Brothers and sisters, we must live our lives in light of these future realities. The church is to be a tiny picture of these future realities. Despite the chaos around us, when people meet those of us who belong to Christ, they should see a glimpse of an outpost of the New Creation right here in the midst of a fallen world! Rather than us being caught up in a cycle of despair, we are people of hope. We know that Christ is the only hope for a lost and fallen world. We know that we must embody the New Creation in the present. We feed the hungry, not because we believe we will be ushering some earthly utopia, but because we believe that in the Eschaton there will be no more hunger, and we want to see that embodied even in the present. We clean up rivers because we know that there will be no polluted rivers in the new heavens and the new earth. We fight for justice for those oppressed because we know that someday Jesus Christ is returning to set all things right, and we have been called to be his co-laborers in that work. Most of all, through word and deed, we proclaim the forgiveness and grace which comes through faith in Jesus Christ because of his shed blood on the cross and his glorious bodily resurrection.

In the meantime, it can be agonizing to live in the midst of so much pain, brokenness, disease and death and wonder why our sovereign God seems so passive in the face of it all. But, the very saints who witnessed the Four Horsemen of the Apocalypse cried out the same thing: “How Long, O Lord!” How long must we wait until you return and set things right? But, we learn that God is patient with a world which is in rebellion against him and is sinking more and more into the morass of its own judgment because this is also the very time when tens of thousands every day of every year are being called out of darkness into his marvelous light. We must be patient until as many as possible are rescued from the coming judgment and the “number of our fellow servants is complete” (Rev. 6:11).

Therefore, as we live into these opening months of a new decade, and as we see the turmoil around us, let us not be discouraged but remember the words of Jesus: “We must work the works of him who sent me (Christ) while it is day; for night is coming when no one can work” (John 9:4). Let us shine boldly in 2020! Let us sow extravagantly in 2020! Let us love lavishly in 2020!


4 responses to “Dr. Timothy Tennent: Keeping Perspective in 2020”

  1. Tommy Artmann says:

    Dr. Tennent,
    What a wonderful article! Thank you for once again showing us how good theology, sound doctrine, and solid Biblical interpretation serves to fill our lives with the hope of Jesus and His love for the world.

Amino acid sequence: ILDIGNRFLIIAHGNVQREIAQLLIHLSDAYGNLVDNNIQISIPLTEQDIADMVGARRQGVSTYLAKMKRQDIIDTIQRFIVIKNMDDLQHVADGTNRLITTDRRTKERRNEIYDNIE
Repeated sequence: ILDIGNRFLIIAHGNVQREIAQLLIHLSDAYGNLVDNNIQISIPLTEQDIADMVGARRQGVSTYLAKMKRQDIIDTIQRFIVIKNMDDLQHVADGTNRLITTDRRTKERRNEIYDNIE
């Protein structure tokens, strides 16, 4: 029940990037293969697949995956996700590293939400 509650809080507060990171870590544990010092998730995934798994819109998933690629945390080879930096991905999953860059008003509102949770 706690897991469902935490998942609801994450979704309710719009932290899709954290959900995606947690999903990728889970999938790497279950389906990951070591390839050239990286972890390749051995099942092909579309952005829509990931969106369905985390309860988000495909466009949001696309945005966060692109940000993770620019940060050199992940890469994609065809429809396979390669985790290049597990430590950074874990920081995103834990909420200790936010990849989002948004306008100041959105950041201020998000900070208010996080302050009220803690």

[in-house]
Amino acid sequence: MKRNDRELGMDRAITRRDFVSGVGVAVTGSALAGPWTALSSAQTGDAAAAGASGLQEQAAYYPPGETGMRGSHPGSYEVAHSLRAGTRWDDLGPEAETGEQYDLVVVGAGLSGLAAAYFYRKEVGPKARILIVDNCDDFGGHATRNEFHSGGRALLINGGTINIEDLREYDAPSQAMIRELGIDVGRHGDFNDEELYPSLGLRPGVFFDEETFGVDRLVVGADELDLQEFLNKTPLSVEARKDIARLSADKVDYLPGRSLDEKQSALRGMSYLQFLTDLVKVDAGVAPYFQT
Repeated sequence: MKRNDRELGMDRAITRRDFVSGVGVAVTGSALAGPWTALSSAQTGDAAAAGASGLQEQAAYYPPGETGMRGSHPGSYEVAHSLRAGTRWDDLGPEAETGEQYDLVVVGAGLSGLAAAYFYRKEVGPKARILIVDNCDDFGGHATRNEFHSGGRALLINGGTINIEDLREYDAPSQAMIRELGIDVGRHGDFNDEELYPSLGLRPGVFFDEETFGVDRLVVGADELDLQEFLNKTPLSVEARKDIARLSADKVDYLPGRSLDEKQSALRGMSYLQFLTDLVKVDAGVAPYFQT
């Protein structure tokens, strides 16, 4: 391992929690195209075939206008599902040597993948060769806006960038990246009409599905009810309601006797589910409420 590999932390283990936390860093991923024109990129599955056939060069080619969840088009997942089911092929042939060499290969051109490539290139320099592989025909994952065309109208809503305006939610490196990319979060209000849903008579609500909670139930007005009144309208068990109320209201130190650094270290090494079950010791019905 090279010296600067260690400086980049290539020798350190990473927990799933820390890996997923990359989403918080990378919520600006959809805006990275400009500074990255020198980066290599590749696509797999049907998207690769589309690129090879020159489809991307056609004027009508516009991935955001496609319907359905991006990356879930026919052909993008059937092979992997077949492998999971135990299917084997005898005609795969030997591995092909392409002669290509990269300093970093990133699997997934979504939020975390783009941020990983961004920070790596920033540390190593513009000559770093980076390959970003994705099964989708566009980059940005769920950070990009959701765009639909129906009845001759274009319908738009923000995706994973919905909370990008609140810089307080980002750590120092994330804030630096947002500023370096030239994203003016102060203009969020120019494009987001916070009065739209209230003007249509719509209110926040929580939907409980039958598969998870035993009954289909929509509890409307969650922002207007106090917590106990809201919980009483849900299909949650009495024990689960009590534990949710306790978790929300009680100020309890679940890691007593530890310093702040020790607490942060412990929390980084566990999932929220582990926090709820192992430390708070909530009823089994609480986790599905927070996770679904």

Prayers for Asbury continue every day.

  2. Rena S Lewis says:

    When I read Dr. Tennett’s New year’s message for 2020, both enthusiasm and motivation were instilled in me, to continue being excited about spreading the Gospel of Jesus Christ to all. I believe that Dr. Tennent’s message, like the words in Revelation, if read by many Christians can serve as encouragement for “the body of Christ”, as we stay uplifted and motivated to do the work of Christ in a constantly changing world.

    I am proud to express being a graduate of Asbury Seminary, and to continue to be a witness and role model for Christ in today’s world.

  3. Rev. Dennis Barnett says:

    Thank you for your much needed Biblical historical Perspective ! I will share it with those I’m mentoring & others.

  4. Karen Strain says:

    “ We feed the hungry, not because we believe we will be ushering some earthly utopia, but because we believe that in the Eschaton there will be no more hunger, and we want to see that embodied even in the present….”. Christian service is more than symbolic , more than some future oriented ritual of victory. We feed the poor, steward the earth, demand justice for the oppressed, because that is what a Jesus did and commands us to do. We are called to be salt and light, to bring the healing power of his love into every situation, until He personally returns to defeat sin and death. Service also provides a pathway for aligning our hearts, minds, and actions to become people of genuine integrity. Jesus spoke truth to power, and had especially strong rebuke for religious hypocrites. We must take great care to do the right things for the right reason: love.